Attorney General Loretta Lynch: No criminal charges in Clinton email investigation

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Wednesday, July 6, 2016
Democratic Presidential candidate and former Secretary of State Hillary Clinton appears before the House Select Committee investigating the 2012 Benghazi attack in Libya.
Democratic Presidential candidate and former Secretary of State Hillary Clinton appears before the House Select Committee investigating the 2012 Benghazi attack in Libya.

WASHINGTON (WTVD) -- Attorney General Loretta Lynch says the Hillary Clinton email investigation is being closed without any criminal charges.

Lynch announced the Justice Department decision Wednesday, one day after FBI Director James Comey recommended against any prosecution.

The decision was largely a formality given Comey's public statement on the case.

Lynch said last week that she intended to accept whatever recommendations and findings were presented by the FBI and by her career prosecutors.

Lynch came under criticism herself in recent days after she had a private meeting on an airplane with Clinton's husband, former President Bill Clinton.

U.S. Senator Thom Tillis, R-NC, a member of the Senate Judiciary Committee criticized Lynch and the entire investigation process.

"Attorney General Lynch should not have been the person to make this decision after her meeting with President Bill Clinton last week, which was a lapse of judgment that created the appearance of a conflict of interest and makes any claim of impartiality insincere," Tillis said. "Attorney General Lynch should have recused herself and appointed a special counsel who would be impartial.

"It is clear that Secretary Clinton broke the law and endangered our national security through the use of her private email servers, and the American people deserve full transparency of how and why the FBI and Justice Department came to their conclusion," Tillis added. No person should be above the law. If one wonders why the American people have lost faith in their government, this charade explains why."


Meanwhile, Hillary Clinton's campaign says House Republicans are pursuing a "taxpayer-funded sham" by convening a formal hearing with FBI Director Comey on the agency's investigation of her email use as s secretary of state.

Clinton spokesman Brian Fallon says House Republicans are trying to hurt Clinton politically. He says GOP leaders are now second-guessing Comey's judgment "because his findings do not align with their conspiracy theories."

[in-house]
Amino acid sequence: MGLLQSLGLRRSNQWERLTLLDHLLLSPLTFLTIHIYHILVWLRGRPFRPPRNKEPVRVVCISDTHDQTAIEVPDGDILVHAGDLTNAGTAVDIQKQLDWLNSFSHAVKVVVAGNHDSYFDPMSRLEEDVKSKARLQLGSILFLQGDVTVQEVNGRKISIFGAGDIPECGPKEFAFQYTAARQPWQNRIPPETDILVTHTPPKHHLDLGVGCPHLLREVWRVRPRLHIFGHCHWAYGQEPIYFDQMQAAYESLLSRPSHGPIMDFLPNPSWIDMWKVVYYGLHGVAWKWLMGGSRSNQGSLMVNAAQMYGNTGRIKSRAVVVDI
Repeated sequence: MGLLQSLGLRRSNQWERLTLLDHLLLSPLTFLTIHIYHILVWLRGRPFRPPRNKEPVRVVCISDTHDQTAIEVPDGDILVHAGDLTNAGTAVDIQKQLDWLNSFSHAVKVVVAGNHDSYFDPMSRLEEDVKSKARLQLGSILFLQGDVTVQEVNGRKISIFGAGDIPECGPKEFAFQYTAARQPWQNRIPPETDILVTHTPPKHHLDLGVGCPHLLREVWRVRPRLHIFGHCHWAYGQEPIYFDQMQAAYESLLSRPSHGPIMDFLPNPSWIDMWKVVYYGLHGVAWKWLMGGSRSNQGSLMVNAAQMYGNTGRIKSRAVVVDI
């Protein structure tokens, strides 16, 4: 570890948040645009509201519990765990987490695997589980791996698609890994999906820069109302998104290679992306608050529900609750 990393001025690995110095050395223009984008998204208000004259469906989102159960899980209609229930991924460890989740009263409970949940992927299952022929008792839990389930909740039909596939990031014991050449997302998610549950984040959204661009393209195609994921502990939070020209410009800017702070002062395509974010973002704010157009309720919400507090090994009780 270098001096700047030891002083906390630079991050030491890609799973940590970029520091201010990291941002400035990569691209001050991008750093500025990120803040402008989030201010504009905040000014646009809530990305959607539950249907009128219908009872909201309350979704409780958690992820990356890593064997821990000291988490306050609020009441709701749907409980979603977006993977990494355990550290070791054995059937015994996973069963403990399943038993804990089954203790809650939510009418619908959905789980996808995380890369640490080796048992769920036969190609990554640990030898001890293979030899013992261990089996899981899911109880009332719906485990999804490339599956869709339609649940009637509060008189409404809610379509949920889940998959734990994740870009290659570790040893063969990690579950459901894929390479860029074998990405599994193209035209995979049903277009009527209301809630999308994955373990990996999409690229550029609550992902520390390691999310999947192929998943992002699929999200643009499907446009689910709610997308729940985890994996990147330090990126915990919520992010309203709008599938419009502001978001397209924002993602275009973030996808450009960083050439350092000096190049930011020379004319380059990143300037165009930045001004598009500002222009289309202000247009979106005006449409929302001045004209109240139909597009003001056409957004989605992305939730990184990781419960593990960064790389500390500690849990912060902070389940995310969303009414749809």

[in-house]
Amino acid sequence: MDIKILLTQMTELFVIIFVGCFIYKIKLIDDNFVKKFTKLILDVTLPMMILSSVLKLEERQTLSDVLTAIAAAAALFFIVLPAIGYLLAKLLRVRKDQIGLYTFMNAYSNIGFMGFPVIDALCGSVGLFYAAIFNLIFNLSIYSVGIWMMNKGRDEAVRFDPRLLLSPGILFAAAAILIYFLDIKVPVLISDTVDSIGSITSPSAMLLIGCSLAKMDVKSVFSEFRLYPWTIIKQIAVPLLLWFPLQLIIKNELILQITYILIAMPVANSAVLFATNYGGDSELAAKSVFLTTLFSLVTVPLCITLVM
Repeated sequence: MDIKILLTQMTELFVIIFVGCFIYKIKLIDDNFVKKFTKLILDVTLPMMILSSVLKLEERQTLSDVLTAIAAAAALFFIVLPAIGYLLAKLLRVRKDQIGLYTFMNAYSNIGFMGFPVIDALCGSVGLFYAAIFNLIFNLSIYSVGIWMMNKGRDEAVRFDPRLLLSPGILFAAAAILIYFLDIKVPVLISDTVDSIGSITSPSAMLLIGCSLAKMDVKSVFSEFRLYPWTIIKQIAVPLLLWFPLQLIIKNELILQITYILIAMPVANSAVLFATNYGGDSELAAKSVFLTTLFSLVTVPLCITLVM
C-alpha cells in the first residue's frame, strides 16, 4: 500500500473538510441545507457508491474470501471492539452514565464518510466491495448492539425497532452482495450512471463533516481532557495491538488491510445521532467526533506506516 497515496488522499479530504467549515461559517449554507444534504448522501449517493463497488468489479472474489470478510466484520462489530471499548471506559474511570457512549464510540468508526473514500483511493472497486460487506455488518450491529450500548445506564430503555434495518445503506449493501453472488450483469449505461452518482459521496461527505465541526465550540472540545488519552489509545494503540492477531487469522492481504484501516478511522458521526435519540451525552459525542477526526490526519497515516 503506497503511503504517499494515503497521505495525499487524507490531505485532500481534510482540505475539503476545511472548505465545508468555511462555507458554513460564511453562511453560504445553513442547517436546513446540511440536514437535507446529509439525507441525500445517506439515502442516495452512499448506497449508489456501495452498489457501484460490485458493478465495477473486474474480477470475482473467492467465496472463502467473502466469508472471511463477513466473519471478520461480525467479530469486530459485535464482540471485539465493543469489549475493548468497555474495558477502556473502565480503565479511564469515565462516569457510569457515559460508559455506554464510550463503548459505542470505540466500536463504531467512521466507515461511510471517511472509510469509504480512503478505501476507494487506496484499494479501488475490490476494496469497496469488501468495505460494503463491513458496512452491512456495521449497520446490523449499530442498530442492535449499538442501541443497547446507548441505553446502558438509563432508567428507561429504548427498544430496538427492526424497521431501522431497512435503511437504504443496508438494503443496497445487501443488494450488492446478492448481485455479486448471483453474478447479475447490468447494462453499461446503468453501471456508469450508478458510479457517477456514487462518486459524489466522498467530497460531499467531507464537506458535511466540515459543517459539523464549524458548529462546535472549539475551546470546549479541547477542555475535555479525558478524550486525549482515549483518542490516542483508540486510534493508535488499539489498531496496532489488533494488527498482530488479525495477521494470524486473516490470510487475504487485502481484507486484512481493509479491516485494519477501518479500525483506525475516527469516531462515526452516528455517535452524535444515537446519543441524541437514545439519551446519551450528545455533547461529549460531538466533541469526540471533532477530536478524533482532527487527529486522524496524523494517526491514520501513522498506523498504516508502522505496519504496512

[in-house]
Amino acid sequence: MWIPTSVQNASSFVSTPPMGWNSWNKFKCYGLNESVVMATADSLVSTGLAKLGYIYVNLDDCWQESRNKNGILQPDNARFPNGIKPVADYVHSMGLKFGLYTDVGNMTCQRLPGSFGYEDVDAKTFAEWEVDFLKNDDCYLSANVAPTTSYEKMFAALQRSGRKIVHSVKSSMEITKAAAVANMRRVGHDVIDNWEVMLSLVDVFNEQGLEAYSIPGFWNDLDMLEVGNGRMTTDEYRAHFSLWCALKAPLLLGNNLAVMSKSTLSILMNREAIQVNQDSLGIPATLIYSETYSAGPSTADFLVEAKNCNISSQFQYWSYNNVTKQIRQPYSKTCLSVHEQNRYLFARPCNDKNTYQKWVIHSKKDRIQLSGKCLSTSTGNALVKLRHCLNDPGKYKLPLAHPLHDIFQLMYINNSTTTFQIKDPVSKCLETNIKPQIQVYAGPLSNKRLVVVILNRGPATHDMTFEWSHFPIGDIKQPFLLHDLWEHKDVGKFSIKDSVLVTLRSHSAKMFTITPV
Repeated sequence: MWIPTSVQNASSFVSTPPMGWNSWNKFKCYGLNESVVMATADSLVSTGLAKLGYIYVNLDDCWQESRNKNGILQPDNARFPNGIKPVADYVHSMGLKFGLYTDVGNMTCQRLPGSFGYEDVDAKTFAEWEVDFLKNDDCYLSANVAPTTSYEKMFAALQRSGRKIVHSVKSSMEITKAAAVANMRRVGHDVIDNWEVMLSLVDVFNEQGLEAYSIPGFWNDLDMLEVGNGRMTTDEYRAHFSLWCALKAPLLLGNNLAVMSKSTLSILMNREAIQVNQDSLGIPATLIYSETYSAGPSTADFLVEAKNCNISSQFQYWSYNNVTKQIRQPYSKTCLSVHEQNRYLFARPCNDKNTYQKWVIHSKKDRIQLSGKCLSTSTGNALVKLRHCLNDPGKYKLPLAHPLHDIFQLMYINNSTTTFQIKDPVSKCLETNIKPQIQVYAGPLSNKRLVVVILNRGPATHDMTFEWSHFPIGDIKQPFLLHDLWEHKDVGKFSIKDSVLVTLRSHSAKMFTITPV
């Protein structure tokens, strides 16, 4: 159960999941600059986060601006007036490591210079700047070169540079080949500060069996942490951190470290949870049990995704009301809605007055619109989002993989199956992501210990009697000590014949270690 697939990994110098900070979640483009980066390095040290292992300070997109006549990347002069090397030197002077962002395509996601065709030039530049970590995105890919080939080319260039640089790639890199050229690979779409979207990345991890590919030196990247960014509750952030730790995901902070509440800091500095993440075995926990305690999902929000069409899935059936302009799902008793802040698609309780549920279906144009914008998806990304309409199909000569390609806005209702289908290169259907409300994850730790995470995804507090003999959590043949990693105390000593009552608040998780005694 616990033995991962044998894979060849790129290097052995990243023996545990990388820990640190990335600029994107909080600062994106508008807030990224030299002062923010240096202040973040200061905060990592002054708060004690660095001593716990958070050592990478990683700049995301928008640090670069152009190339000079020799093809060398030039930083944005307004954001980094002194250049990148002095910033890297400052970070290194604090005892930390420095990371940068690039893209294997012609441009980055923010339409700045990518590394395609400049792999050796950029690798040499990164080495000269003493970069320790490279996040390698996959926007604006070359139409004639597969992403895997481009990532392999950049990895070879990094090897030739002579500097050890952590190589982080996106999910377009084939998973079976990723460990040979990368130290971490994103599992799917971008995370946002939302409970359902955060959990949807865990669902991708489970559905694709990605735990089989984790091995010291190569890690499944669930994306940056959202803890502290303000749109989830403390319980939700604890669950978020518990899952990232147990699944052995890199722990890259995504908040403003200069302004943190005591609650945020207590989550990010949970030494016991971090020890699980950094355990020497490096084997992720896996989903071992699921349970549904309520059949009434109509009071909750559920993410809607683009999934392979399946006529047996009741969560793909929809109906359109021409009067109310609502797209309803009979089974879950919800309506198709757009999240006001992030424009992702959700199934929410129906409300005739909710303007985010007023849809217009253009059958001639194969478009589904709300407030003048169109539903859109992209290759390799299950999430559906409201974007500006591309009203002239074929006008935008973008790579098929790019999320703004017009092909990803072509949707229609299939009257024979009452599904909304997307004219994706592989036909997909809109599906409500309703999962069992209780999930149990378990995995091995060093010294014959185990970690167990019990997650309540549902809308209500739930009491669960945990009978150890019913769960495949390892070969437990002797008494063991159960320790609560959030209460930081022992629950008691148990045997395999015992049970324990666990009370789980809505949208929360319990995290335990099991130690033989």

Fallon says career officials who handled the case determined no further action was appropriate. He is accusing Republicans of trying to politicize the situation.

Comey will testify Thursday before the House Oversight and Government Reform Committee.

The hearing will come two days after Comey said that while Clinton and State Department officials were "extremely careless" in their handling of classified material, no charges were appropriate.

"Over the coming days and weeks, Congress will be exercising its oversight authority to help get the American people the information and answers they deserve," Tillis said.

Republican National Committee Chairman Reince Priebus also released a statement:

"This decision by President Obama's attorney general is a slap in the face to the many Americans entrusted with classified information who play by the rules and those who have been punished for lesser offenses.

"Many Americans will understandably have a difficult time believing the Obama Justice Department conducted a fair and impartial investigation when you have the attorney general secretly meeting with Bill Clinton and the Clinton campaign leaking Lynch could remain as AG, all just days before it was announced charges would not be pursued. Those who have mishandled classified information have had their security clearances revoked, lost their jobs, faced fines, and even been sent to prison, yet Hillary Clinton is being allowed to play by a different set of rules. By so blatantly putting its political interests ahead of the rule of law, the Obama Administration is only further eroding the public's faith in a government they no longer believe is on their side."

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